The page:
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If you could name it:

If you could witness that first
sulfurous drop,
could calculate

just how little acid water needs
to carve its runnels
into memory like lace,

could you then draft 
a theory of subtraction:
if the quotient is disappearance,

how do you isolate
the inner flaw
the infirmity, deduce the value 

of a firmament that any moment 
could swallow you
in its giant leafy mouth?

You are torturing the page
for that equation, the blackboard 
clouded by chalky smears

where x once was, knowing 
this will always end in a forest, 
in that dream of your father walking away

and you called his name
and he kept walking
your voice clawing the dark

from the air like charcoal, the air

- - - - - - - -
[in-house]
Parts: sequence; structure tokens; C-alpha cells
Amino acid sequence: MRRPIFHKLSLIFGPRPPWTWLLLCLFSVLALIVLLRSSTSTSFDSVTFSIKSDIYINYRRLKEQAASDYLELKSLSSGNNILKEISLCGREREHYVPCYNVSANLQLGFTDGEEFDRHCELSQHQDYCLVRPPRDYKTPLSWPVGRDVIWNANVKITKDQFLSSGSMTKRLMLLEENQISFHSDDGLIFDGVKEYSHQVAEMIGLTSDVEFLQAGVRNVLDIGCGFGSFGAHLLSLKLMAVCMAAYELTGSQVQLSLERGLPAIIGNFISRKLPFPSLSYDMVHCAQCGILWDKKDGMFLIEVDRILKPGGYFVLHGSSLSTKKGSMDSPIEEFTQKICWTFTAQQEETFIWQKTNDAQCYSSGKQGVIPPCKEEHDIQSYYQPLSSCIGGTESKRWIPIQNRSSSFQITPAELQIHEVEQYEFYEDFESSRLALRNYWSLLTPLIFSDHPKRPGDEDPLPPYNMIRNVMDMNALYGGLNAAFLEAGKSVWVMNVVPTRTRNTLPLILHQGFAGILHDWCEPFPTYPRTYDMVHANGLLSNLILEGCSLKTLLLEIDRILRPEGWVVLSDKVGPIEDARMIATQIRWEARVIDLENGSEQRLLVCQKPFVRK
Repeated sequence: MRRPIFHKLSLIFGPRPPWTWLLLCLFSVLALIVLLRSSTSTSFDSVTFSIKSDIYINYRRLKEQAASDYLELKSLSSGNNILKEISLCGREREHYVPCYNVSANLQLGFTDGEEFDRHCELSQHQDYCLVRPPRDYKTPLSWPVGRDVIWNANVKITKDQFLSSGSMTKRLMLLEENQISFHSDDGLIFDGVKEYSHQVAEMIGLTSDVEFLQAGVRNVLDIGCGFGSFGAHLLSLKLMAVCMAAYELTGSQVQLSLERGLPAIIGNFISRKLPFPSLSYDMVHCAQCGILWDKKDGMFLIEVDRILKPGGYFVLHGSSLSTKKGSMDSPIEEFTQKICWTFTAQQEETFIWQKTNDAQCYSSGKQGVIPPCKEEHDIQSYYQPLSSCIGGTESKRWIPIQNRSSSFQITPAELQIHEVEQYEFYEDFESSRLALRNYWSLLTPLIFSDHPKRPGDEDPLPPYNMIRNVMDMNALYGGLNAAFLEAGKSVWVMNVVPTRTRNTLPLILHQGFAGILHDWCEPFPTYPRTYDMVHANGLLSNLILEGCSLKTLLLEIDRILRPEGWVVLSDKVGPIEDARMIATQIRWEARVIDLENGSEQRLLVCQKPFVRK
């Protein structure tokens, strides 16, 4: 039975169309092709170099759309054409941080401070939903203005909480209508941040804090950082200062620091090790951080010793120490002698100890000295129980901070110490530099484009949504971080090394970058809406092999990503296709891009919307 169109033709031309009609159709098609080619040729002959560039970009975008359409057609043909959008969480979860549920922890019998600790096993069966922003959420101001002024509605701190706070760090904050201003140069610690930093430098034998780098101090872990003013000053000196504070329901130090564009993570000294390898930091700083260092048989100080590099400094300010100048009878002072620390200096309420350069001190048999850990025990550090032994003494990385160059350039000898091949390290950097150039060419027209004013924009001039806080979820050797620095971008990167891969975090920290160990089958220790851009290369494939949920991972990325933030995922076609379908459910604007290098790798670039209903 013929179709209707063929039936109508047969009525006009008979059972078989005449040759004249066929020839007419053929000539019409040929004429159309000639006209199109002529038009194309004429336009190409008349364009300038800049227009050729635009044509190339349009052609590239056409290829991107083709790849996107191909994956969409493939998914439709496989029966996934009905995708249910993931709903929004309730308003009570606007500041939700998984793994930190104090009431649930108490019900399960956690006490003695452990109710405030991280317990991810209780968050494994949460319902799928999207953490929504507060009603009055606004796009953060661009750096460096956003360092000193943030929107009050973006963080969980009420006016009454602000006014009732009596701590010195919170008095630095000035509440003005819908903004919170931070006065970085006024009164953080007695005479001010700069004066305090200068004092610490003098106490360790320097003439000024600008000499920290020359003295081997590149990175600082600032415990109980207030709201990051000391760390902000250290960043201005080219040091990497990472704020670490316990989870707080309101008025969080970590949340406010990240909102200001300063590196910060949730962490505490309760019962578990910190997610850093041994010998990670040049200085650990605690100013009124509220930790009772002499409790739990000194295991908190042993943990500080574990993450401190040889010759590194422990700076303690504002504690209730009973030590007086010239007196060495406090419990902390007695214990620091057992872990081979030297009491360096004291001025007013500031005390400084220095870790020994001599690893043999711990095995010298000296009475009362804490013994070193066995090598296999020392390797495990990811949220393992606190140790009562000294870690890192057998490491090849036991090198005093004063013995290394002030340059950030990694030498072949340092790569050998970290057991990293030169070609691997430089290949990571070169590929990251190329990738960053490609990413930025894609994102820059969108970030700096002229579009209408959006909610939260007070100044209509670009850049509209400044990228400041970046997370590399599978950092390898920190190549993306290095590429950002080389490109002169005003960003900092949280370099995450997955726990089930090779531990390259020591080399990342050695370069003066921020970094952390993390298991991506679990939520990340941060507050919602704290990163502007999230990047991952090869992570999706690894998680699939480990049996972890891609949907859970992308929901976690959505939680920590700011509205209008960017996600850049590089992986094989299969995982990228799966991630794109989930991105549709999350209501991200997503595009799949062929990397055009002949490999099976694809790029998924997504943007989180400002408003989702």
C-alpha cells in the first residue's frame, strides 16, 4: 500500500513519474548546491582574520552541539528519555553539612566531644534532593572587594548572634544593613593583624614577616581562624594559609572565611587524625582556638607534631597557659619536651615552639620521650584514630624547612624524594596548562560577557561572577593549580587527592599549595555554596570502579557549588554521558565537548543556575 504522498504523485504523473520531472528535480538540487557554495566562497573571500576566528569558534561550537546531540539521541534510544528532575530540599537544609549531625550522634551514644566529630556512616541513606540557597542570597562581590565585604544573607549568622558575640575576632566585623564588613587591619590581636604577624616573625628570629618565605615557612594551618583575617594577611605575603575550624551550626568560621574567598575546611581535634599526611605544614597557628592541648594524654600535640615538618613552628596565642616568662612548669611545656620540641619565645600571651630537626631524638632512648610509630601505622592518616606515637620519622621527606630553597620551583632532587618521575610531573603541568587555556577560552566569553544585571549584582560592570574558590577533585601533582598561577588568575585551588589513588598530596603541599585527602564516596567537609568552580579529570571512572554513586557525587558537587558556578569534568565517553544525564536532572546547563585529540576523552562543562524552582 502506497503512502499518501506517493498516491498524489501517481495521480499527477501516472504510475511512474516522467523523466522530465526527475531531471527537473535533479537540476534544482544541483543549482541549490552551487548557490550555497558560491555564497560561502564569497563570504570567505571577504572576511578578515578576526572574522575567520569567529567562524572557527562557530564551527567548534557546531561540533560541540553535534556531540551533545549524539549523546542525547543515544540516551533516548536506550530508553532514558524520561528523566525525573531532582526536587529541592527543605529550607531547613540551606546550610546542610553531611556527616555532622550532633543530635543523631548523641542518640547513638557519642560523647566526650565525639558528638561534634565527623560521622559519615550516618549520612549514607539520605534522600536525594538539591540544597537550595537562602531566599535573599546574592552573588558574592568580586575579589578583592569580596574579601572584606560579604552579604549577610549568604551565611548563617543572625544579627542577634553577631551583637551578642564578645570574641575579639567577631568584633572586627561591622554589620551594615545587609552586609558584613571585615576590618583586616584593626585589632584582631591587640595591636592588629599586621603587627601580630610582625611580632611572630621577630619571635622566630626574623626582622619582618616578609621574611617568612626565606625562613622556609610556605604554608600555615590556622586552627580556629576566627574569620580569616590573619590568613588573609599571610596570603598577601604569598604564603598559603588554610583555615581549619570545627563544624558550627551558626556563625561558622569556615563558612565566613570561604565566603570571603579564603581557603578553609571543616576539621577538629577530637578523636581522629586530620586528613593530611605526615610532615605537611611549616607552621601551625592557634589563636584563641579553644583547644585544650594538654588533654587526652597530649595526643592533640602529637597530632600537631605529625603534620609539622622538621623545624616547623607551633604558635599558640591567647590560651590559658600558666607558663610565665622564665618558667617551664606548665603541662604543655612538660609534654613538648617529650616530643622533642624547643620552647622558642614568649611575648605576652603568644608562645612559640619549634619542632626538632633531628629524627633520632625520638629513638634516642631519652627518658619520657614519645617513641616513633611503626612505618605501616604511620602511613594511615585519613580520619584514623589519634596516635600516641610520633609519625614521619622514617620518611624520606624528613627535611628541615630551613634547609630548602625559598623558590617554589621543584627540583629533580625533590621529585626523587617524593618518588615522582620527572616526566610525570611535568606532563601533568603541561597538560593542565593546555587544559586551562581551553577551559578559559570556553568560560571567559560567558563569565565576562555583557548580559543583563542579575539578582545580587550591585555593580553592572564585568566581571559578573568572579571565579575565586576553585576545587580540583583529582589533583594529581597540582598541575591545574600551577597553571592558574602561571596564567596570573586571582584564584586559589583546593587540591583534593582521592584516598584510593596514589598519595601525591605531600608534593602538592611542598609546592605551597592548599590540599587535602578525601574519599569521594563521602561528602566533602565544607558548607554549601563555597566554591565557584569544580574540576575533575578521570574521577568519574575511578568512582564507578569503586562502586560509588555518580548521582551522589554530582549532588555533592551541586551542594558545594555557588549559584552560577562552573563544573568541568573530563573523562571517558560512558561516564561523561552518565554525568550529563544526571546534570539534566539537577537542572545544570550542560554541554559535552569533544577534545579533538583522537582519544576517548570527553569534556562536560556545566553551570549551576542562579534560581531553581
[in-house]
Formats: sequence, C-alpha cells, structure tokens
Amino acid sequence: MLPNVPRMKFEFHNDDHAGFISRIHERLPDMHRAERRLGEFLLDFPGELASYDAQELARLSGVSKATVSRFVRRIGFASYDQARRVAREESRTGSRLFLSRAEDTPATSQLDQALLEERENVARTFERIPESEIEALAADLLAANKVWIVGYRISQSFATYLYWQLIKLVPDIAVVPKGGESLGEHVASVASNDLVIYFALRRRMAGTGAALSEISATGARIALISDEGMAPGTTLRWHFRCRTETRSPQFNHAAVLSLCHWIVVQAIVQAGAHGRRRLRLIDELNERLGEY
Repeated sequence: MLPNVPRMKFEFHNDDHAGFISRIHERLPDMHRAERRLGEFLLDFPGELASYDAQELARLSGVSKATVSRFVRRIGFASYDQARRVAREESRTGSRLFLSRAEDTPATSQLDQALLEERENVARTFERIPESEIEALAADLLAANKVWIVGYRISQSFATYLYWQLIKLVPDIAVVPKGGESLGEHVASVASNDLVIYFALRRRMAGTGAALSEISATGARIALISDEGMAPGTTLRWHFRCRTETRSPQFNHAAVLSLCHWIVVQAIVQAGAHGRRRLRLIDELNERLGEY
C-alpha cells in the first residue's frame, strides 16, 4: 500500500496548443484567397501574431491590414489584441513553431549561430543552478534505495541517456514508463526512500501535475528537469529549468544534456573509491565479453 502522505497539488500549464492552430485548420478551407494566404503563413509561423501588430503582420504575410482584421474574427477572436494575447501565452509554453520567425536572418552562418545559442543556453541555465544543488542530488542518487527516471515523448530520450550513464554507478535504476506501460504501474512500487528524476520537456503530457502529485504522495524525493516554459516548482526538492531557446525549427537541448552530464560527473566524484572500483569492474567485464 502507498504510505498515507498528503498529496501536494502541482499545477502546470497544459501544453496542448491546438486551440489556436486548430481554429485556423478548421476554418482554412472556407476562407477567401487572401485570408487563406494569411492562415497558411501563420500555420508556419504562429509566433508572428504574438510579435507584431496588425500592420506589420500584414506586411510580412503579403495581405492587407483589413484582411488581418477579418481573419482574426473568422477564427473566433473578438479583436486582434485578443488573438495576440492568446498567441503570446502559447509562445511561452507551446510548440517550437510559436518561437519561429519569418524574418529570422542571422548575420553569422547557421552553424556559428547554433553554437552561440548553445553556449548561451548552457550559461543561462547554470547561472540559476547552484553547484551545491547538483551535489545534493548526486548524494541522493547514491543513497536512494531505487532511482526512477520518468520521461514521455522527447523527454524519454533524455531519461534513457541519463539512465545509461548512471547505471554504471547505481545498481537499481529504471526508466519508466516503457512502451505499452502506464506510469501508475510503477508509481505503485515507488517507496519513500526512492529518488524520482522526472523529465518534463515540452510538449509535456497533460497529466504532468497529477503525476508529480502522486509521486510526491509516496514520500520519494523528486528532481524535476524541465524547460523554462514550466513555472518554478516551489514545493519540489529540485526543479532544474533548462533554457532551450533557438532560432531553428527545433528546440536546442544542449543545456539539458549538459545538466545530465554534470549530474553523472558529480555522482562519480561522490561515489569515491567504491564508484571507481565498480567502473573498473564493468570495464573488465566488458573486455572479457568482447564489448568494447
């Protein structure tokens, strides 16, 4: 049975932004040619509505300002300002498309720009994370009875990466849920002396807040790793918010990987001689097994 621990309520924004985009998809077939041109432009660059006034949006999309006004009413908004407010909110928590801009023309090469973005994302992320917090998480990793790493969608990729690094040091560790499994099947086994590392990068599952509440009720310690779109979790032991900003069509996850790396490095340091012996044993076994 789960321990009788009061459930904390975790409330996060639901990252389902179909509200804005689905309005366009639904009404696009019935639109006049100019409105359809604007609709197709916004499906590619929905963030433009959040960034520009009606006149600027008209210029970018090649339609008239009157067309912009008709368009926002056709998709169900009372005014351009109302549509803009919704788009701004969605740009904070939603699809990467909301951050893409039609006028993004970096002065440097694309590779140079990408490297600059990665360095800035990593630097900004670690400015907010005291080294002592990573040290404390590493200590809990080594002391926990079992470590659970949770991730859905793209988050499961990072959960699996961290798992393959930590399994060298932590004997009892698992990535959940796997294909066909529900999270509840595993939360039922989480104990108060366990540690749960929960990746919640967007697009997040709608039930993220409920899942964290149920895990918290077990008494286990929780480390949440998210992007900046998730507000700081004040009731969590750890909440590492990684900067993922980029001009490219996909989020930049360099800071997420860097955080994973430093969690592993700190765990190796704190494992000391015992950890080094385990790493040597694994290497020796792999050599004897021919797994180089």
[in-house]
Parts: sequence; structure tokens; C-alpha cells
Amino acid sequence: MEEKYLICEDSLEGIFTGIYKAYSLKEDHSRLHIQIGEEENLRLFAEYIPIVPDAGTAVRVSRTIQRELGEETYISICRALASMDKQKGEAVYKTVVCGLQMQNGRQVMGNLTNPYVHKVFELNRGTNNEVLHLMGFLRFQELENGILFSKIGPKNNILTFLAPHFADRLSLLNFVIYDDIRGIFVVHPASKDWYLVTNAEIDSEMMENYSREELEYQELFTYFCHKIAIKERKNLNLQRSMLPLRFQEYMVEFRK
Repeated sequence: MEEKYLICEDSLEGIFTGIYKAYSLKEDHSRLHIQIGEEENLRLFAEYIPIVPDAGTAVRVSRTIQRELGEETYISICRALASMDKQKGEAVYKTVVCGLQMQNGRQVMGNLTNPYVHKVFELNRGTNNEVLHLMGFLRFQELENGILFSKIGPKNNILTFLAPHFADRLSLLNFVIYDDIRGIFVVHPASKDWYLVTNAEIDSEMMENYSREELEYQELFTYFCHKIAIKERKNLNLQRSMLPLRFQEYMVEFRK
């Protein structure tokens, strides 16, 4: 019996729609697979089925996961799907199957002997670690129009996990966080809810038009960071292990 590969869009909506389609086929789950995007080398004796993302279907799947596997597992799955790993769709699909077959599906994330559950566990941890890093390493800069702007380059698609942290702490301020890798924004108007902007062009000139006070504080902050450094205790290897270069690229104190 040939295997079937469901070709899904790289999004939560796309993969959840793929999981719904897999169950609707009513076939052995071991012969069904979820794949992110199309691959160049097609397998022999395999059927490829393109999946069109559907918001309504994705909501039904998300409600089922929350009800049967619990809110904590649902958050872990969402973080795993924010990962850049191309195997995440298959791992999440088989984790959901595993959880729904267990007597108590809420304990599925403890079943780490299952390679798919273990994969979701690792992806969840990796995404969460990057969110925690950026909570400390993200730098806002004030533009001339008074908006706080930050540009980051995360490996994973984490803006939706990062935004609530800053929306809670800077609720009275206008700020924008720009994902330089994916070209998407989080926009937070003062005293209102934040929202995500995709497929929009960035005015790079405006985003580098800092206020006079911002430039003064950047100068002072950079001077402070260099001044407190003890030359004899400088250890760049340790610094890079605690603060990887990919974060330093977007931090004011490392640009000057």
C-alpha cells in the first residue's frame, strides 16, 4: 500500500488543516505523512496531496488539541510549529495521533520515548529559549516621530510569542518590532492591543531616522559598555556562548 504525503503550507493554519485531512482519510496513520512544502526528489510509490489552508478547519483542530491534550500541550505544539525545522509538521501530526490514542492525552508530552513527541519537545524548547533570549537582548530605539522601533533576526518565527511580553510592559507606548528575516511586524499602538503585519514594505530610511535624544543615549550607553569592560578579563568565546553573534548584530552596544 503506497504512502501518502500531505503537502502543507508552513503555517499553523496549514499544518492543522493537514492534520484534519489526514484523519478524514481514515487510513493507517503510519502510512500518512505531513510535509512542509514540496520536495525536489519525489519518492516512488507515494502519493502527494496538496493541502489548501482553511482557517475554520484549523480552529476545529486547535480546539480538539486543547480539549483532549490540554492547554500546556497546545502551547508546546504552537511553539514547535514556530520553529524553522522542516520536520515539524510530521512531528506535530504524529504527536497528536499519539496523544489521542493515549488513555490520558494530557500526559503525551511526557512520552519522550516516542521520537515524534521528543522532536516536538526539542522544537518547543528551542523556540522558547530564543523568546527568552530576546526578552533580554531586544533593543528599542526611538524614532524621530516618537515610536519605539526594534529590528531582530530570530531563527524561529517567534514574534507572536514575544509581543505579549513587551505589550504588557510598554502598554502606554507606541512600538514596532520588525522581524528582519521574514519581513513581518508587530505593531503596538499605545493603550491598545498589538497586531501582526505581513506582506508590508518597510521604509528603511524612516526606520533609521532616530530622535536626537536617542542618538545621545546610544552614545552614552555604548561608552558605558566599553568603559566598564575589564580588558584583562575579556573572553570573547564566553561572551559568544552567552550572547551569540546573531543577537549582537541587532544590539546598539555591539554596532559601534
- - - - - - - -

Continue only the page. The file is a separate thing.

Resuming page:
blackening he kept walking 
and you who were not the child self 

were falling your mouth wide open 
face down your mouth filling with dirt 
and dead leaves—you 

are the mouth. You 
are the swallowing, 
becoming it.

Elizabeth C. Garcia’s work has or will soon appear in journals such as Tar River Poetry, CALYX, Anti-Heroin Chic, Chautauqua, Dialogist, SoFloPoJo, Mom Egg Review, Psaltery & Lyre, and SWWIM, and has been nominated for the Pushcart Prize and Best of the Net. Her chapbook, Stunt Double, was published in 2016 through Finishing Line Press. She is the current Poetry Editor for Dialogue: a Journal of Mormon Thought, a Georgia native and mother of three. Read more of her work at

© 2022, Elizabeth C. Garcia

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